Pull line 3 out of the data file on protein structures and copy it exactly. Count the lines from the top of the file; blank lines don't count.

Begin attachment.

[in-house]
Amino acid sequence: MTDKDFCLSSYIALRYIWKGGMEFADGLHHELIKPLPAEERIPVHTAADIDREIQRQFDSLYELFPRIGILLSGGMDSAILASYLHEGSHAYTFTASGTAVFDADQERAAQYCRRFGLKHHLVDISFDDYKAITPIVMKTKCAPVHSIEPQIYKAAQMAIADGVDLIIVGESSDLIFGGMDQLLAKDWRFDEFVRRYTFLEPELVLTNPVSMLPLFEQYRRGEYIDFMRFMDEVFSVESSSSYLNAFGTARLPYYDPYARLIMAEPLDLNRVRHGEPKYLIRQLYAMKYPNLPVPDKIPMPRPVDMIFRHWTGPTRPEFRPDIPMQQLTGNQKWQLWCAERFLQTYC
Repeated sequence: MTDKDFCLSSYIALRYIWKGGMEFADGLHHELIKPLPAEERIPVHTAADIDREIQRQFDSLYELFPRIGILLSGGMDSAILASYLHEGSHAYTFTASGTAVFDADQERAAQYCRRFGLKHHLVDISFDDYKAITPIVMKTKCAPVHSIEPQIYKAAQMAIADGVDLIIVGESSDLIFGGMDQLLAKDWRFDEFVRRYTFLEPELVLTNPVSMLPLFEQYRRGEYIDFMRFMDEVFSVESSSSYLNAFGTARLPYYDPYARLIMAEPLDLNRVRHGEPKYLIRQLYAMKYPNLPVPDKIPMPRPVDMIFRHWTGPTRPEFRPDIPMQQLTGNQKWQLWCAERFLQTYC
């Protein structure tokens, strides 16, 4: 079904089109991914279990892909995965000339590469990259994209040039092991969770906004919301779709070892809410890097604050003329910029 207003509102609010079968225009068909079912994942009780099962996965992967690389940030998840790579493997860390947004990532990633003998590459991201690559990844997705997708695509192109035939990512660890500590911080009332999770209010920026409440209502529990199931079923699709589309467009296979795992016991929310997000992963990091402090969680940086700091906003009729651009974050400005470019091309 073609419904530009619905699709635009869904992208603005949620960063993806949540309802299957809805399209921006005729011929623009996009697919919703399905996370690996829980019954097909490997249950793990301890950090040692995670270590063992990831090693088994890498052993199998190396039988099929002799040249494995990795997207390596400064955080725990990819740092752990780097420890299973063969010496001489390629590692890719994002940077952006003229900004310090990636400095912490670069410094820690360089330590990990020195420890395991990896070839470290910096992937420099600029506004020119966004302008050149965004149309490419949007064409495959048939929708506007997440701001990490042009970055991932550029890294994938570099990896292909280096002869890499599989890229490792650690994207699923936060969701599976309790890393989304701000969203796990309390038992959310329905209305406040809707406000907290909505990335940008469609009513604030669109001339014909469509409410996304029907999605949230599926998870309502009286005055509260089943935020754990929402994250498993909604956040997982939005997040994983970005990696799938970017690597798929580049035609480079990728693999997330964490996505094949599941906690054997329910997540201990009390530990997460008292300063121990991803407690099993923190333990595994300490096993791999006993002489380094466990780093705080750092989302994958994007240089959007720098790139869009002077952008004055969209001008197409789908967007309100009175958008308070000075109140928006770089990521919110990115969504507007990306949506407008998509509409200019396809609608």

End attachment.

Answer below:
Repeated sequence: MTDKDFCLSSYIALRYIWKGGMEFADGLHHELIKPLPAEERIPVHTAADIDREIQRQFDSLYELFPRIGILLSGGMDSAILASYLHEGSHAYTFTASGTAVFDADQERAAQYCRRFGLKHHLVDISFDDYKAITPIVMKTKCAPVHSIEPQIYKAAQMAIADGVDLIIVGESSDLIFGGMDQLLAKDWRFDEFVRRYTFLEPELVLTNPVSMLPLFEQYRRGEYIDFMRFMDEVFSVESSSSYLNAFGTARLPYYDPYARLIMAEPLDLNRVRHGEPKYLIRQLYAMKYPNLPVPDKIPMPRPVDMIFRHWTGPTRPEFRPDIPMQQLTGNQKWQLWCAERFLQTYC